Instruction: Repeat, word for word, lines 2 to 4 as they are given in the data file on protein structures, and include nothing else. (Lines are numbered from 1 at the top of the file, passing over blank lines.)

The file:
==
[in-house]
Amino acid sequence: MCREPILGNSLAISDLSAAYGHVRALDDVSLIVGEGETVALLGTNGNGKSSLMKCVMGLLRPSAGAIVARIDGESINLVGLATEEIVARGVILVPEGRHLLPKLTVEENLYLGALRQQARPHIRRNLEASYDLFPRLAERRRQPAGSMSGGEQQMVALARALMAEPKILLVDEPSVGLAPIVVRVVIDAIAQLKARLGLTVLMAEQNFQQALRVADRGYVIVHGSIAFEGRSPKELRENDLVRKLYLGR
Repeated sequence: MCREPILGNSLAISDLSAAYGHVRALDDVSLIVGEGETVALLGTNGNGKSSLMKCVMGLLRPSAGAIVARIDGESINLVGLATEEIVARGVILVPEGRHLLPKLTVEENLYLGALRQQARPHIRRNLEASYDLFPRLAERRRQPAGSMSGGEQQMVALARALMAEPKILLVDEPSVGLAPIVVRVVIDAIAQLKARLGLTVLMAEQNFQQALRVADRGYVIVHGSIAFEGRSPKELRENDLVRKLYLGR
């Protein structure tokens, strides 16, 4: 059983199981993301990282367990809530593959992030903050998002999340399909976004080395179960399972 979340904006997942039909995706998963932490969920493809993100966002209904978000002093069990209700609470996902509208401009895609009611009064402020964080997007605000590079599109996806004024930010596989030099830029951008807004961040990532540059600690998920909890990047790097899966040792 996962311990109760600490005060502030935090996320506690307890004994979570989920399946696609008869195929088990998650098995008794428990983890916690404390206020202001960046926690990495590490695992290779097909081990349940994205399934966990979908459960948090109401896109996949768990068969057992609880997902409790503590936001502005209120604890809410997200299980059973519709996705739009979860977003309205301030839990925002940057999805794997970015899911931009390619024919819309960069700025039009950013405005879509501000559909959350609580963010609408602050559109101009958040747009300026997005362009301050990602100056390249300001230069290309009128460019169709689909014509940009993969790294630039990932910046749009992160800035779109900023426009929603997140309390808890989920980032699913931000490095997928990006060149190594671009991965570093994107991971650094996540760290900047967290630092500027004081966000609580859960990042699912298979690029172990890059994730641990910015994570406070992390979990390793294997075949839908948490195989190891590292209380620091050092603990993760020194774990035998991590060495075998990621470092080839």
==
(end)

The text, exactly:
Amino acid sequence: MCREPILGNSLAISDLSAAYGHVRALDDVSLIVGEGETVALLGTNGNGKSSLMKCVMGLLRPSAGAIVARIDGESINLVGLATEEIVARGVILVPEGRHLLPKLTVEENLYLGALRQQARPHIRRNLEASYDLFPRLAERRRQPAGSMSGGEQQMVALARALMAEPKILLVDEPSVGLAPIVVRVVIDAIAQLKARLGLTVLMAEQNFQQALRVADRGYVIVHGSIAFEGRSPKELRENDLVRKLYLGR
Repeated sequence: MCREPILGNSLAISDLSAAYGHVRALDDVSLIVGEGETVALLGTNGNGKSSLMKCVMGLLRPSAGAIVARIDGESINLVGLATEEIVARGVILVPEGRHLLPKLTVEENLYLGALRQQARPHIRRNLEASYDLFPRLAERRRQPAGSMSGGEQQMVALARALMAEPKILLVDEPSVGLAPIVVRVVIDAIAQLKARLGLTVLMAEQNFQQALRVADRGYVIVHGSIAFEGRSPKELRENDLVRKLYLGR
């Protein structure tokens, strides 16, 4: 059983199981993301990282367990809530593959992030903050998002999340399909976004080395179960399972 979340904006997942039909995706998963932490969920493809993100966002209904978000002093069990209700609470996902509208401009895609009611009064402020964080997007605000590079599109996806004024930010596989030099830029951008807004961040990532540059600690998920909890990047790097899966040792 996962311990109760600490005060502030935090996320506690307890004994979570989920399946696609008869195929088990998650098995008794428990983890916690404390206020202001960046926690990495590490695992290779097909081990349940994205399934966990979908459960948090109401896109996949768990068969057992609880997902409790503590936001502005209120604890809410997200299980059973519709996705739009979860977003309205301030839990925002940057999805794997970015899911931009390619024919819309960069700025039009950013405005879509501000559909959350609580963010609408602050559109101009958040747009300026997005362009301050990602100056390249300001230069290309009128460019169709689909014509940009993969790294630039990932910046749009992160800035779109900023426009929603997140309390808890989920980032699913931000490095997928990006060149190594671009991965570093994107991971650094996540760290900047967290630092500027004081966000609580859960990042699912298979690029172990890059994730641990910015994570406070992390979990390793294997075949839908948490195989190891590292209380620091050092603990993760020194774990035998991590060495075998990621470092080839």